But the line started to blur when they decided to remove that yellow background that tells me the result is an ad. Now, it's a 11px font that spells ad. That's the only indicator.
For myself, I created a single use extension that turns google ads background to yellow. I'm fine with ads on Google search, as long as I know they are ads.
It's clear Google removed the previously obvious demarcation between ads and results specifically to make it less obvious.
I'd prefer a different background colour (like the parent's extension), but it would also help a bit if it said "Advertisement" instead of "Ad".
And now I have the tools to do so.
I imagine folks serving up the JS have figured out ways around whatever simple blocking tech I have. If their JS wouldn’t eat up so much battery, I’d mind a lot less, since I leave tons of tabs open.
All it takes is one of these tech giants pulling a Equifax and who knows how much data spills over.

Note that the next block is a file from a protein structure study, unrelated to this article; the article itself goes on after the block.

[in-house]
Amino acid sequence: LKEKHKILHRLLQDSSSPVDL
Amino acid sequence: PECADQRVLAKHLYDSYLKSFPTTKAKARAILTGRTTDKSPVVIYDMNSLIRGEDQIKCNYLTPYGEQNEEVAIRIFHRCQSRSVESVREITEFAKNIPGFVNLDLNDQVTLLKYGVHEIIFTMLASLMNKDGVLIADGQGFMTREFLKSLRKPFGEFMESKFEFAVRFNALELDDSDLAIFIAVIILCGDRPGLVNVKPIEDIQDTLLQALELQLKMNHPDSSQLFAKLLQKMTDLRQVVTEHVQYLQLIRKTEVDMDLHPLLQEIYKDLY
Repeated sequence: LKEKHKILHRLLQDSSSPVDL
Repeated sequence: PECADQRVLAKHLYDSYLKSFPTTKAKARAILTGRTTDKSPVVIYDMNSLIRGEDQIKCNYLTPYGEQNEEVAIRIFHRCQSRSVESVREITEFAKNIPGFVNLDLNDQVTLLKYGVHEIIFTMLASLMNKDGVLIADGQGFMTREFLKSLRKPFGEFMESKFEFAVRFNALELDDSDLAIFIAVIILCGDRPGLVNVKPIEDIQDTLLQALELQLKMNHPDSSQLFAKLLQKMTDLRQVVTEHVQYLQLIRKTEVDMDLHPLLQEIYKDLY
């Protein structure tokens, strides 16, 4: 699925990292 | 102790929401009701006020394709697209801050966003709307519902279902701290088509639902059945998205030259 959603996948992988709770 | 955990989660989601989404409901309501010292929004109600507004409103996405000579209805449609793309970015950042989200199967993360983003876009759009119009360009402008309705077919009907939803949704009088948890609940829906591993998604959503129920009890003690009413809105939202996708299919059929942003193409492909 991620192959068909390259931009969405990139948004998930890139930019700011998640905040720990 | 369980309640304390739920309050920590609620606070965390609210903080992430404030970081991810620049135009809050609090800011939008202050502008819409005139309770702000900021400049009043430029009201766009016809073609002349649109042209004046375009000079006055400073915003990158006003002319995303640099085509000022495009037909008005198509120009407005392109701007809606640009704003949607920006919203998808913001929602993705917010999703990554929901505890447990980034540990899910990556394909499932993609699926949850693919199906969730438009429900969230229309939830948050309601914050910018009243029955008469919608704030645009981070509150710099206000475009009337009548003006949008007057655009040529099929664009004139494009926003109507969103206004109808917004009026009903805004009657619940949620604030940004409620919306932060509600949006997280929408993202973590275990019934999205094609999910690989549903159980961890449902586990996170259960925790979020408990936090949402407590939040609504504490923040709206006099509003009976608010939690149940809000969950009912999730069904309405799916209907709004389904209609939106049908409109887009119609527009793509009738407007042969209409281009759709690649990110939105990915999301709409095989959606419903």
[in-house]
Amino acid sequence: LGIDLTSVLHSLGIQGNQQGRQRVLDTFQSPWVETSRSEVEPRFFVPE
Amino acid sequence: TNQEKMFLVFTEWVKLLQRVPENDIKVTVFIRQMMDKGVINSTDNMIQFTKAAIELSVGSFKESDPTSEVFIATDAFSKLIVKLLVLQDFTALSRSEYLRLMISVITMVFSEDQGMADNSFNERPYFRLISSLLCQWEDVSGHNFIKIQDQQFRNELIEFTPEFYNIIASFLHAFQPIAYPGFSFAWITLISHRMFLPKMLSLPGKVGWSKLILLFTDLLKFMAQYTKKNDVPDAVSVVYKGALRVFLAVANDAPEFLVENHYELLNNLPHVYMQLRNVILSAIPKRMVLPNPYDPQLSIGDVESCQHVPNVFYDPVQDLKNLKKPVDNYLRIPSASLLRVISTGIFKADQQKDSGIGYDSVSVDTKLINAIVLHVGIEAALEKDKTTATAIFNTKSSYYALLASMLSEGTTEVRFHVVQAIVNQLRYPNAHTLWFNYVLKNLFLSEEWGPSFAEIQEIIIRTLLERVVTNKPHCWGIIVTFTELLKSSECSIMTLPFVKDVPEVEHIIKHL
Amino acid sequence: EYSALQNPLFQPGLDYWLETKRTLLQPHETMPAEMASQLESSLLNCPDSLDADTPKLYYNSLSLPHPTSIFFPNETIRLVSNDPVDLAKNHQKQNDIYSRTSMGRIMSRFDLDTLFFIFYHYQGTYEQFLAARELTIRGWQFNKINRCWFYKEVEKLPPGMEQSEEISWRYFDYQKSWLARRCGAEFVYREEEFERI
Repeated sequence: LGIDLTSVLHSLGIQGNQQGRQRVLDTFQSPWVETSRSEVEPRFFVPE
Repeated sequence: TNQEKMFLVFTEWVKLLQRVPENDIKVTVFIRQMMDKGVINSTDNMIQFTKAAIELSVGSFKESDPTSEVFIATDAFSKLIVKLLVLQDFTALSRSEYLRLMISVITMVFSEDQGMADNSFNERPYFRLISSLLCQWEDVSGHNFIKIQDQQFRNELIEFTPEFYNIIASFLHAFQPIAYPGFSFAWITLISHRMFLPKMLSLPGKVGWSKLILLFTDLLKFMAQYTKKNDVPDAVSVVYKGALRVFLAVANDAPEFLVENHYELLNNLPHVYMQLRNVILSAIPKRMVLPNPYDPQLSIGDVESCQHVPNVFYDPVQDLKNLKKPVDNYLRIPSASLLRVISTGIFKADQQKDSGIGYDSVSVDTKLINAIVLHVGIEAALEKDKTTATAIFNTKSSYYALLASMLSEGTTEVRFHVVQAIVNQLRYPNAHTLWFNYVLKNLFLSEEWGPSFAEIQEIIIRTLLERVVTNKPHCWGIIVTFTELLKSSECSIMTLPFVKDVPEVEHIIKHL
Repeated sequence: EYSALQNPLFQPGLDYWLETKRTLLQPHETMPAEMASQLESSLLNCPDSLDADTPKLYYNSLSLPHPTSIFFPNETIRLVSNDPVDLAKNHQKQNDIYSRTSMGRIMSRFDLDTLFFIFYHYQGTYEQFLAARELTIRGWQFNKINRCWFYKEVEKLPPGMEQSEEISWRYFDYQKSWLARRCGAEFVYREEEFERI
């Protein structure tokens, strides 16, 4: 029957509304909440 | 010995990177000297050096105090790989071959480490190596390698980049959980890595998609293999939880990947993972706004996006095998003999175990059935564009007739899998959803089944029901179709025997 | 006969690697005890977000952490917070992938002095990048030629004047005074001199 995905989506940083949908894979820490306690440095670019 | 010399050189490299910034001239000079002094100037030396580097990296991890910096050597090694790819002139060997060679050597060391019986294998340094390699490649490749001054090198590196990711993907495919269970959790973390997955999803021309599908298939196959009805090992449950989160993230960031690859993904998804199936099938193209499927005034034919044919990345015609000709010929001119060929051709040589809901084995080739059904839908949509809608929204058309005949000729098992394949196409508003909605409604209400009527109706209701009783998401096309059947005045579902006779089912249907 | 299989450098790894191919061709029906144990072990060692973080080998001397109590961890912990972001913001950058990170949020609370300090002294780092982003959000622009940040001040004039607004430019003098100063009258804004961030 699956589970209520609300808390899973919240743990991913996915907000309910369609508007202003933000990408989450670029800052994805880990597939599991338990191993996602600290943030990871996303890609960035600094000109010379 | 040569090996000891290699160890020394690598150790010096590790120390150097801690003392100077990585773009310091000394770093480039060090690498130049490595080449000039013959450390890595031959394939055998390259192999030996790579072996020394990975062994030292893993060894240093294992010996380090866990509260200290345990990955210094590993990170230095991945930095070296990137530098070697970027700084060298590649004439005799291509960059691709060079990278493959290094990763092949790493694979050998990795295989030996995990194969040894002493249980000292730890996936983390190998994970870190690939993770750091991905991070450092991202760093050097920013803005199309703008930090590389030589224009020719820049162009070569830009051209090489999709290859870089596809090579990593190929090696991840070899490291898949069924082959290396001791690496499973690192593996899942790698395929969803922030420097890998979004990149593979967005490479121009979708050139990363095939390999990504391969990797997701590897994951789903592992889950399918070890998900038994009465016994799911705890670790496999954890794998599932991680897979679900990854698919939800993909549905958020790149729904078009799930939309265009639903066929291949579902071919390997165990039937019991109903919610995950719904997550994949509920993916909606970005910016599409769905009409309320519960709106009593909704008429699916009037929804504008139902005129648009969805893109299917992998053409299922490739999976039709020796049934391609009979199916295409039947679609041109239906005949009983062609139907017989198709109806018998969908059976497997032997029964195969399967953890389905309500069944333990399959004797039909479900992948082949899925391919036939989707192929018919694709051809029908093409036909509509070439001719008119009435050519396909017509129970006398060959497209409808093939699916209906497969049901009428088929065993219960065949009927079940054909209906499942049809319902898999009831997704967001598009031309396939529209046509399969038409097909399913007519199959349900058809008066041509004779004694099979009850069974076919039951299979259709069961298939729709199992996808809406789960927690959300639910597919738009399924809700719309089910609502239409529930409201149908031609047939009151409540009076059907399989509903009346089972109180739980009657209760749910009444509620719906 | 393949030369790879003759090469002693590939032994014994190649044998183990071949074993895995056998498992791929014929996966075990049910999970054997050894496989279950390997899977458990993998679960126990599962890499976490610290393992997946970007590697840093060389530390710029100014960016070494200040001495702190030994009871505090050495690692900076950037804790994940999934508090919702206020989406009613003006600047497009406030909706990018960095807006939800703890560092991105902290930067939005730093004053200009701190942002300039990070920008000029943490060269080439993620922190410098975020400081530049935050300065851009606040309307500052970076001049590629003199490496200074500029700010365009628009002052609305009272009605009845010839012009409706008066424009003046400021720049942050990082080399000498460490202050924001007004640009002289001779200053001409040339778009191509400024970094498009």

Designing secure APIs that can’t be misused by a Cambridge Analytica or similar is a hard problem. Google Plus was “breached”.
I just hope ALPR/facial recognition/etc doesn't get combined with digital billboards to bring internet ads into physical locations.
I decided a few years ago to disable ad blocking for awhile. The result was frankly, a parade of shit. Google was probably best at showing the occasional relevant ad, mostly in GMail.
Beyond that, the automated crap that does the targeting tends to hit the lowest common denominator topic. What I actually do online barely registered, but if my kid used my laptop, it would immediately take over the ad experience.